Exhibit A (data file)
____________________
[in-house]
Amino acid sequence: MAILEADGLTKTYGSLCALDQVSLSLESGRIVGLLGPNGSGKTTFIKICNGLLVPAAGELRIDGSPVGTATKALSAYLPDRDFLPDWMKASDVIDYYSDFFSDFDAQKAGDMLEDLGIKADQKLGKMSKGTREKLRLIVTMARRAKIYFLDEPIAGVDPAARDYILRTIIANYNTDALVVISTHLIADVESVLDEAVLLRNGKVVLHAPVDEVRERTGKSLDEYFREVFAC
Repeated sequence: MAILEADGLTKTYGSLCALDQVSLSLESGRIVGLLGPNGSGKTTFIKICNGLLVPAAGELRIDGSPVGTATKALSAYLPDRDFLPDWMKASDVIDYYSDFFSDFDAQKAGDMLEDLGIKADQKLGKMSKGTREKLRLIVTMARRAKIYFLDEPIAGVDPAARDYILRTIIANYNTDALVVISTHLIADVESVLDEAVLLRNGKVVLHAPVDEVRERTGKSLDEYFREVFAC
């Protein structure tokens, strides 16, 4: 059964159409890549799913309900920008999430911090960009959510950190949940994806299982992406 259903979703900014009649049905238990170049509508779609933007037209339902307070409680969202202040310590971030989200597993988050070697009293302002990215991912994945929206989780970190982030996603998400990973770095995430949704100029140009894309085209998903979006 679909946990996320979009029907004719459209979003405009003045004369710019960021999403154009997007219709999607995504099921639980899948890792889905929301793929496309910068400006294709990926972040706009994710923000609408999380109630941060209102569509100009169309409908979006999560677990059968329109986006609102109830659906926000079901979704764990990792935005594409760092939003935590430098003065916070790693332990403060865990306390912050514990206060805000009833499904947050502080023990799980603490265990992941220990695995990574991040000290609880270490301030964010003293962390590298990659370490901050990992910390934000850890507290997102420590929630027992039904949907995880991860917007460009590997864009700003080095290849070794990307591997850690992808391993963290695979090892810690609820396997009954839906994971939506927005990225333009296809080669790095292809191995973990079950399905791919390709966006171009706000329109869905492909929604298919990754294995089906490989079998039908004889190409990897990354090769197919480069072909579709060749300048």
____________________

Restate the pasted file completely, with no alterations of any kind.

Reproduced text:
[in-house]
Amino acid sequence: MAILEADGLTKTYGSLCALDQVSLSLESGRIVGLLGPNGSGKTTFIKICNGLLVPAAGELRIDGSPVGTATKALSAYLPDRDFLPDWMKASDVIDYYSDFFSDFDAQKAGDMLEDLGIKADQKLGKMSKGTREKLRLIVTMARRAKIYFLDEPIAGVDPAARDYILRTIIANYNTDALVVISTHLIADVESVLDEAVLLRNGKVVLHAPVDEVRERTGKSLDEYFREVFAC
Repeated sequence: MAILEADGLTKTYGSLCALDQVSLSLESGRIVGLLGPNGSGKTTFIKICNGLLVPAAGELRIDGSPVGTATKALSAYLPDRDFLPDWMKASDVIDYYSDFFSDFDAQKAGDMLEDLGIKADQKLGKMSKGTREKLRLIVTMARRAKIYFLDEPIAGVDPAARDYILRTIIANYNTDALVVISTHLIADVESVLDEAVLLRNGKVVLHAPVDEVRERTGKSLDEYFREVFAC
């Protein structure tokens, strides 16, 4: 059964159409890549799913309900920008999430911090960009959510950190949940994806299982992406 259903979703900014009649049905238990170049509508779609933007037209339902307070409680969202202040310590971030989200597993988050070697009293302002990215991912994945929206989780970190982030996603998400990973770095995430949704100029140009894309085209998903979006 679909946990996320979009029907004719459209979003405009003045004369710019960021999403154009997007219709999607995504099921639980899948890792889905929301793929496309910068400006294709990926972040706009994710923000609408999380109630941060209102569509100009169309409908979006999560677990059968329109986006609102109830659906926000079901979704764990990792935005594409760092939003935590430098003065916070790693332990403060865990306390912050514990206060805000009833499904947050502080023990799980603490265990992941220990695995990574991040000290609880270490301030964010003293962390590298990659370490901050990992910390934000850890507290997102420590929630027992039904949907995880991860917007460009590997864009700003080095290849070794990307591997850690992808391993963290695979090892810690609820396997009954839906994971939506927005990225333009296809080669790095292809191995973990079950399905791919390709966006171009706000329109869905492909929604298919990754294995089906490989079998039908004889190409990897990354090769197919480069072909579709060749300048």